After the Jazz lost to the Lakers in Game 1, Jerry Sloan came out and said that his squad wasn’t playing “nasty enough.”
Then they show up for Game 2 and get trounced in what was a virtual repeat in so many ways of Game 1. But did we see the same results in the second game because the Jazz lacked effort or because the Lakers are just that good?
“The one constant during Jerry Sloan’s career has been defense,” writes SI’s Arash Markazi. “He was one of the most feared defenders in the league as a player and instilled that same toughness into every team he’s coached. That is until this season. Even at 67, Sloan might be the nastiest defender on the Jazz bench if he wanted to slip on a uniform. At least he might have slowed down the Lakers, who once again jumped out to an early 20-point lead.”
As Markazi points out, the Jazz committed only one foul during the first quarter, as L.A. steamrolled out to a 41-27 lead. The Lakers went on to score 66 points in the first half without anyone on the Jazz standing up to L.A.’s offensive onslaught.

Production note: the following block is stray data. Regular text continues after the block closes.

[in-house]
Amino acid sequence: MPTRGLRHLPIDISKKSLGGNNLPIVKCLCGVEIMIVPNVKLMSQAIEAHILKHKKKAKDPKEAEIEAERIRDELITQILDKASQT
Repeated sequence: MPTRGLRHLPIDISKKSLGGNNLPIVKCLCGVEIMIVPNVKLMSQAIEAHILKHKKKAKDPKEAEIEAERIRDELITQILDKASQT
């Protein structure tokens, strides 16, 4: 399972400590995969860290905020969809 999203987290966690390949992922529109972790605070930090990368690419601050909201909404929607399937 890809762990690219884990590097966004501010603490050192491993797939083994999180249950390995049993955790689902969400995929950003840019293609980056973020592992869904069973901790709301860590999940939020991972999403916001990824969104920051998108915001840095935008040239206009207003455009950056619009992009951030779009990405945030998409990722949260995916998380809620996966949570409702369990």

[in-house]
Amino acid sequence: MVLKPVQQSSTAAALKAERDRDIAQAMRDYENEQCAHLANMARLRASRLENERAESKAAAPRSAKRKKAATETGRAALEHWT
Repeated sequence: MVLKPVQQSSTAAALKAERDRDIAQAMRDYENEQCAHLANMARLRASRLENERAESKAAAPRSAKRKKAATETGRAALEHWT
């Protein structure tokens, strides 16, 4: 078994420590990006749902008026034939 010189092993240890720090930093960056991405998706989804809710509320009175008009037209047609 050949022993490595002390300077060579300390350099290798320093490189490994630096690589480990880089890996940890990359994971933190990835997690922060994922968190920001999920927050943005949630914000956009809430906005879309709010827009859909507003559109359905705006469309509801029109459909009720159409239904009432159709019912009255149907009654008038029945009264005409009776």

But if we’re going to point the finger at Utah for being soft defensively, then at least let’s be accurate about who is getting the blame on that squad. Their perimeter defenders were making life tough for cutters, playing them physically as they came through the lane. It was just that once they got into the lane, neither Carlos Boozer nor Jarron Collins could do much of anything to stop them. Pau Gasol had far too many easy baskets against C-Booz in one-on-one post matchups, and it felt like everyone was abusing Collins. Check out Gasol’s fight for an offensive board against Kirilenko at the 1:45 mark of the clip above. He didn’t have position, he just wanted it more than AK-47. Kobe‘s bucket against Kirilenko, Boozer and Paul Millsap at the 3:30 mark could actually make Jerry Sloan’s head explode. He drove all of those guys to the low block and no one really got up to contest his shot – they just let him get it off no problem.
Maybe this time, Jerry Sloan should single out the guys who aren’t giving top-notch effort – the guys who have to protect the paint.